Martin Tytell, a typewriter engineer, in his affidavit states that in 1950 he was asked by the attorney for Hiss '* * * if it would be possible to construct a typewriter whose product would so nearly match the product of another typewriter in type defects, alignment and all other respects that a document expert comparing typed samples from the two machines would be led to believe that they had all been typed on the same machine. I told him that I thought this was entirely possible, particularly if I could have access to the machine which he wanted duplicated. He said he was more interested in finding out whether a duplicate machine could be constructed solely on the basis of samples taken from the machine to be duplicated. I said I believed this could be done, and undertook to try it. I have constructed a machine which I believe meets Mr. Lane's [defense counsel] specifications. Neither I nor any of my associates in the work have had nay access whatsoever to the original machine during the course of the experiment. The duplicate machine has taken longer to construct than I originally expected. This is due in part to the fact that it was many months before a qualified impartial document examiner could be found who was able and willing to examine my results as I went along and check me on my progress'. Evelyn S. Ehrlich, an alleged document expert, was consulted in December 1951 and the first samples were sent to her on December 14, 1951. Other samples were sent to her on December 31, 1951, and on January 7, 1952, as the construction of the typewriter progressed, which indicates that it had taken Tytell upwards of one year to construct his alleged duplicate machine. Mrs. Ehrlich, who describes herself as a detector of spurious prints, compared the work of Tytell with samples typed on No. 230,099. In her first affidavit she says -- 'When I examined them I was struck by the extraordinary degree of similarity which had been achieved in the typeface of these two machines. However, when I examined the samples more carefully under a microscope (magnification 30X) I found a few consistent details of difference which appeared to make it possible to separate these samples into two groups'. Of the second set of samples given her on December 31, 1951, she says she reached the same conclusion. 'Again I felt that I had successfully differentiated the typing of the two machines, but only on the basis of a few specific characteristics'. After these experiments, '* * * Mr. Lane informed me which specimens were typed by one machine and which from the other (confirming the conclusions I had already reached), * * *'. Concerning the testimony of Mr. Feehan, the Government expert from the laboratory of the Federal Bureau of Investigation [FBI], she says 'Mr. Feehan took ten separate characters appearing both in the Baltimore Documents and in the Hiss standards and pointed out similar deviations [from the normal] in the two groups of documents. On this evidence he concluded that a single machine had been used. It is my opinion that Mr. Lane's two machines contain many more similar deviations [from the normal] than the ten which Mr. Feehan described to justify his testimony at the trial'. She made a comparison of specimens of No. 230,099 with photocopies of some of the Baltimore Documents and photocopies of the Hiss standards. She had difficulty working from the copies and she will only say '* * * that it is entirely possible that the so-called Hiss machine now in Mr. Lane's possession is not the machine which was used to type the Hiss standard'. [Standard No. 46-B]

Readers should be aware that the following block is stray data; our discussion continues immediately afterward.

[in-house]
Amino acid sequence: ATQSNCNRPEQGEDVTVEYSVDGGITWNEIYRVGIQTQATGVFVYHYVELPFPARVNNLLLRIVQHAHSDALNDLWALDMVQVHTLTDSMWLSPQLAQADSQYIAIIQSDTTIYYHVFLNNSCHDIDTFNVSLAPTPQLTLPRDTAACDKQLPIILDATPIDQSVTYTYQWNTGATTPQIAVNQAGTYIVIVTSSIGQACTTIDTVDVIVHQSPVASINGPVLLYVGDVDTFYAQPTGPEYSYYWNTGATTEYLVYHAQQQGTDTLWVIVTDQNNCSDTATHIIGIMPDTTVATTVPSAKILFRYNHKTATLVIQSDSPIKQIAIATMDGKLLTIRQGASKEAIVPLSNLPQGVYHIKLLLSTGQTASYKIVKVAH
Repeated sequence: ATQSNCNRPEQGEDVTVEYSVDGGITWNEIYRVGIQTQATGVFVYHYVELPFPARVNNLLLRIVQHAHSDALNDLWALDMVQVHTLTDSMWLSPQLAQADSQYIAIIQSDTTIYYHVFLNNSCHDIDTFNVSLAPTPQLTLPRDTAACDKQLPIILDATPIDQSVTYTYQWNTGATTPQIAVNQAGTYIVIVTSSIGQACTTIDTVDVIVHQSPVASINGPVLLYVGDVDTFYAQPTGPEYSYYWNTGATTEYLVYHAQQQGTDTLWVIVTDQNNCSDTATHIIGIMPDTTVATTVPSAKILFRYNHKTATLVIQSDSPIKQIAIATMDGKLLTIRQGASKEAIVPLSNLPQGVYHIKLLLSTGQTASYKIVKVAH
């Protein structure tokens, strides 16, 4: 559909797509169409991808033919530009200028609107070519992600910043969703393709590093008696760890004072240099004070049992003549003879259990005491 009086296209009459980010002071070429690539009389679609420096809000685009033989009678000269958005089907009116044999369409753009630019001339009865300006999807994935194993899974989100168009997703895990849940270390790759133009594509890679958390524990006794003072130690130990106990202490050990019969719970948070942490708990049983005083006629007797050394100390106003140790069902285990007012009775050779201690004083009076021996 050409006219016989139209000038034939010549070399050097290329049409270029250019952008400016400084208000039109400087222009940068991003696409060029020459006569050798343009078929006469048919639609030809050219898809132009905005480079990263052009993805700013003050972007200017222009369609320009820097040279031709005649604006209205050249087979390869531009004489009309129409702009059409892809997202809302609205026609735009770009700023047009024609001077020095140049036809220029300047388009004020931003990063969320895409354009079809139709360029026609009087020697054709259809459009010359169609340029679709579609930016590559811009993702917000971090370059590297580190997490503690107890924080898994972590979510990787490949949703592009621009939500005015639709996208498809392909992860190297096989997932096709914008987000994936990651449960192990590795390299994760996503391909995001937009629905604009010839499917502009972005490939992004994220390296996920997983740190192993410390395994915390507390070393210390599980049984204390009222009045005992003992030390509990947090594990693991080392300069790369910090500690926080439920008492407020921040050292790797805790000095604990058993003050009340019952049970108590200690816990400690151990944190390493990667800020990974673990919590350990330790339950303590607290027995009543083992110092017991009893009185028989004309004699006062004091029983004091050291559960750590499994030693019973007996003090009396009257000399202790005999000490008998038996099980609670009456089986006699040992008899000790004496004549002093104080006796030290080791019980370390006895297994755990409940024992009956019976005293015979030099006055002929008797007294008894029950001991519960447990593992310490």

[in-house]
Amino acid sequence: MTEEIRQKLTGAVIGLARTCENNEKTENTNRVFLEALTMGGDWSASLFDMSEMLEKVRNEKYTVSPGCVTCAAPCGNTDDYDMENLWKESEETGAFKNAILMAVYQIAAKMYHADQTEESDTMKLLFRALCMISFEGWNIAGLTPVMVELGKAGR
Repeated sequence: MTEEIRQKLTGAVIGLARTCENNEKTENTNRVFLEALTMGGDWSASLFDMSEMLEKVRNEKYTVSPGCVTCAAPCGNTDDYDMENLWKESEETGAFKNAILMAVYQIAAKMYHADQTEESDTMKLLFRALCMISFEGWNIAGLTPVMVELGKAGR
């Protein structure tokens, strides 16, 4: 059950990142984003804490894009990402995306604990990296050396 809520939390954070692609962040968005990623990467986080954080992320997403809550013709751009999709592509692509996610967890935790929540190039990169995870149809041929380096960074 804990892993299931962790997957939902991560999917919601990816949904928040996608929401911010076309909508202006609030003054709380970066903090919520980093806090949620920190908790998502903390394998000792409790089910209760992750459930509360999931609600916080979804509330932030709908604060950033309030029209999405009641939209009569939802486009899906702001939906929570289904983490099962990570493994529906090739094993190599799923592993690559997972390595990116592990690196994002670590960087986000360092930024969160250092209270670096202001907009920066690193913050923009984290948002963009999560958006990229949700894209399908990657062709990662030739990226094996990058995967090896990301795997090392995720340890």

In her second affidavit, on comparing the original Baltimore Documents, the original Hiss standards (Nos. 34, 37, 39 and 46-B, and Defendant's Exhibit TT), and the work of No. 230,099, she again had difficulty working with the papers and she says only that 'In my opinion, # N230099 cannot be the same machine that typed Government Exhibits 37 and 46-B and Defendant's Exhibit TT'. She also states 'On the other hand, I have not found it possible to form a definite opinion as to whether the Baltimore Documents were typed on # N230099'.

 Elizabeth McCarthy, an examiner of questioned documents, in her first affidavit on January 22, 1952 says -- 'The experiment has now been completed to the greatest extent possible in the time allowed. I am not prepared to say that the duplication between the two machines is even yet complete to the highest degree of accuracy, and in fact I know that there are still a small number of characters sufficiently dissimilar so that in the light of the careful observation I have had occasion to give to samples from the two machines during the progress of the experiment I should myself find it possible to distinguish between the products of the two machines'. She states that an expert '* * * would find it difficult if not impossible to distinguish * * *' between them and says 'In particular, the success of the experiment shows that any such testimony as that given by the Government's expert, Mr. Feehan, at the second trial, basing his conclusion of identity of machines on the identity of only ten characters in the two sets of documents, is absolutely worthless'.